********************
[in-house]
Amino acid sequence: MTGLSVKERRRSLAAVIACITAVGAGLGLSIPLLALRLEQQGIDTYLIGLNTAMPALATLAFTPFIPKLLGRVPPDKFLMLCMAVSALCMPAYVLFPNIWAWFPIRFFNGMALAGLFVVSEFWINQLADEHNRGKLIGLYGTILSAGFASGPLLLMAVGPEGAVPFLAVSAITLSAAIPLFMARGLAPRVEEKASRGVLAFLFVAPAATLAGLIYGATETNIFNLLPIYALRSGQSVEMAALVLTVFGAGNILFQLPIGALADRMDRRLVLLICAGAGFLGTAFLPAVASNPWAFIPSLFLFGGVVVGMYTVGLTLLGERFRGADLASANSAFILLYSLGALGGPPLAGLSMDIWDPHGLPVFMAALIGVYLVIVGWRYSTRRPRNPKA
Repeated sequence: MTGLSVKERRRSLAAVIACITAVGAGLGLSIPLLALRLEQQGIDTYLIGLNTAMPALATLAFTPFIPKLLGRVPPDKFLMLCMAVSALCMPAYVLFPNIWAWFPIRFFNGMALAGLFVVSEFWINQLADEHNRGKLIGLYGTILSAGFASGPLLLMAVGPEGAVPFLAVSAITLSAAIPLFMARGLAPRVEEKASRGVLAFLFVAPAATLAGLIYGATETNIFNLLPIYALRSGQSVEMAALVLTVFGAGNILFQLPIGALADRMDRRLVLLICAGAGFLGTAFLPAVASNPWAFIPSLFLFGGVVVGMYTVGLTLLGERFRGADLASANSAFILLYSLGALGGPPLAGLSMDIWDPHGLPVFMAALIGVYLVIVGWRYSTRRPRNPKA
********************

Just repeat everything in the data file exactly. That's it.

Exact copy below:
[in-house]
Amino acid sequence: MTGLSVKERRRSLAAVIACITAVGAGLGLSIPLLALRLEQQGIDTYLIGLNTAMPALATLAFTPFIPKLLGRVPPDKFLMLCMAVSALCMPAYVLFPNIWAWFPIRFFNGMALAGLFVVSEFWINQLADEHNRGKLIGLYGTILSAGFASGPLLLMAVGPEGAVPFLAVSAITLSAAIPLFMARGLAPRVEEKASRGVLAFLFVAPAATLAGLIYGATETNIFNLLPIYALRSGQSVEMAALVLTVFGAGNILFQLPIGALADRMDRRLVLLICAGAGFLGTAFLPAVASNPWAFIPSLFLFGGVVVGMYTVGLTLLGERFRGADLASANSAFILLYSLGALGGPPLAGLSMDIWDPHGLPVFMAALIGVYLVIVGWRYSTRRPRNPKA
Repeated sequence: MTGLSVKERRRSLAAVIACITAVGAGLGLSIPLLALRLEQQGIDTYLIGLNTAMPALATLAFTPFIPKLLGRVPPDKFLMLCMAVSALCMPAYVLFPNIWAWFPIRFFNGMALAGLFVVSEFWINQLADEHNRGKLIGLYGTILSAGFASGPLLLMAVGPEGAVPFLAVSAITLSAAIPLFMARGLAPRVEEKASRGVLAFLFVAPAATLAGLIYGATETNIFNLLPIYALRSGQSVEMAALVLTVFGAGNILFQLPIGALADRMDRRLVLLICAGAGFLGTAFLPAVASNPWAFIPSLFLFGGVVVGMYTVGLTLLGERFRGADLASANSAFILLYSLGALGGPPLAGLSMDIWDPHGLPVFMAALIGVYLVIVGWRYSTRRPRNPKA